Album Review: thank u, next by Ariana Grande
The pop singer reclaims herself and demonstrates vulnerablity on her latest record.
Just over six months ago, Ariana Grande released her fourth LP Sweetener, an exuberant and warm album created in the aftermath of the tragic and deadly Manchester attacks that occurred during her Dangerous Woman Tour.
As its name suggests, Sweetener served to bring joy and comfort to both Grande and her fans, suggesting that perhaps the worst was over–– as she herself put it, she had “no tears left to cry”. Since the release of that album, Grande has had to deal with the death of her ex-boyfriend, Mac Miller, as well as with the dissolution of her engagement to Pete Davison. Given that her personal life is highly publicized, it’s needless to say that the last few months have been incredibly difficult for the 25-year-old singer. Recorded over the span of 2 weeks, her latest record, thank u, next, addresses these events, and in doing so, Ariana manages to create what is arguably her most mature, compelling, and personal record thus far. It’s interesting to listen to Sweetener and thank u, next back-to-back, knowing how Grande’s personal life unfolded in between the release of these 2 records. Whereas Sweetener feels like a hazy dream, thank u, next feels like a wake-up call. Gone are the peculiar, quirky beats (courtesy of Pharrell Williams), instead replaced by icy trap beats and synths.
Album opener “imagine,” a trap-infused pop ballad, finds Grande in a state of denial in regard to her failed relationships. “Can you imagine it?” she implores her lover, urging them to just try and visualize a world where everything is perfect once again. It only gets more introspective from there: she discusses feeling insecure and craving emotional support on the lowkey R&B of “needy,” only to sing about needing space on the next track, “NASA”. Elsewhere, she sings about being in love with a version of a person she constructed in her head (“in my head”), refuses to pretend like everything is okay (the Wendy Rene-sampling “fake smile”), and throws herself into a relationship in order to forget about her exes (“bad idea”). Eight songs into the twelve-track record lies “ghostin”, one of the most vulnerable and heart wrenching songs Grande has ever released, and arguably the best song on the record. Here, she addresses her current lover and expresses how badly she feels that she is heartbroken over someone else. The track samples Mac Miller’s “2009,” making it all the more tragic, and allowing for it to serve as the emotional centrepiece of the record.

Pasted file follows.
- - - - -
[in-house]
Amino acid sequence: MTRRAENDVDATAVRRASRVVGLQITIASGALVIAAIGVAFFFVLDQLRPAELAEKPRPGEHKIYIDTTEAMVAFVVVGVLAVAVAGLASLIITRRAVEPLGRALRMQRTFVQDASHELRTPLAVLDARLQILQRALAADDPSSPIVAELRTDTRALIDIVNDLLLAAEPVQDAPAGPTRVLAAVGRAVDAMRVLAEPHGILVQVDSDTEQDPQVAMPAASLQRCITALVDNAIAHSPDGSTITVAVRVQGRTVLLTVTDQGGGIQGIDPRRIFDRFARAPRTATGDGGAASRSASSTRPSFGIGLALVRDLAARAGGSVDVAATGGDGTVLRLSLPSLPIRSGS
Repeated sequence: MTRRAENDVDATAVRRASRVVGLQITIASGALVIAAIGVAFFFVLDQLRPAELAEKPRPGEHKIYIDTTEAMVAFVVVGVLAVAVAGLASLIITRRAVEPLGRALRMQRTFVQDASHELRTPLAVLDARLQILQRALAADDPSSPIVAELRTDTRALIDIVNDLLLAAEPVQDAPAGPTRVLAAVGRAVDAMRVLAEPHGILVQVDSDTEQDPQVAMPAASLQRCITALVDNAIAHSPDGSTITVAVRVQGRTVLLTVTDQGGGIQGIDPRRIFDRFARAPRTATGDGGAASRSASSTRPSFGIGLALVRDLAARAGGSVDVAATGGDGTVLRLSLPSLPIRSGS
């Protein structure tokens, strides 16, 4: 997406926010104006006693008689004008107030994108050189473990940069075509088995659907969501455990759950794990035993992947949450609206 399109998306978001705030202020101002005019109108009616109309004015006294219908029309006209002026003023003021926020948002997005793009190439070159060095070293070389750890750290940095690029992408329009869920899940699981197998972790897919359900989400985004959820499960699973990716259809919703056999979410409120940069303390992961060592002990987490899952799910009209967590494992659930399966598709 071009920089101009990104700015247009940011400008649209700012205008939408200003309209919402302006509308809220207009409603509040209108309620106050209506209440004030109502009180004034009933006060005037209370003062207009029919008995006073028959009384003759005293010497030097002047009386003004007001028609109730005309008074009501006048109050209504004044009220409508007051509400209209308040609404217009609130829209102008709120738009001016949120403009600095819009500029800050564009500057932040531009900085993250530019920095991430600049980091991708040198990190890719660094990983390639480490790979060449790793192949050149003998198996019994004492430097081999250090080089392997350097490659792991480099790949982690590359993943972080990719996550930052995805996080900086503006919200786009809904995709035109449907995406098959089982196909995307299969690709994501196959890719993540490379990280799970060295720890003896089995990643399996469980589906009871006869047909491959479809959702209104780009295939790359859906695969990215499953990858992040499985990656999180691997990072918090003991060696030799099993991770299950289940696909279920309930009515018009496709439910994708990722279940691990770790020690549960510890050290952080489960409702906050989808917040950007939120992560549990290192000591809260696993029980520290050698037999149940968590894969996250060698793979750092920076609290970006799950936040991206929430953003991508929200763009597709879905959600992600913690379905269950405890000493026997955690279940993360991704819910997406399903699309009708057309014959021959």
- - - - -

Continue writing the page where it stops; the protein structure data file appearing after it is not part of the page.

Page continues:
While thank u, next is a record centred on themes of the struggles that come with growth and hardship, it also has its lighter moments. The tropical pop of “make up” equates a relationship to beauty products (the lyric ‘highlight of my life, just like that Fenty Beauty kit’ is a standout), title track “thank u, next” is a joyous breakup anthem that celebrates love in all forms, and “7 rings” finds Grande flaunting her wealth over a beat that samples “My Favourite Things” and a flow that may or may not have been ripped from Soulja Boy.
With thank u, next, Ariana Grande comes into her own as one of the leading pop stars of the decade. Turning her personal pain and anguish into ear candy is a true talent, and one that she’s mastered.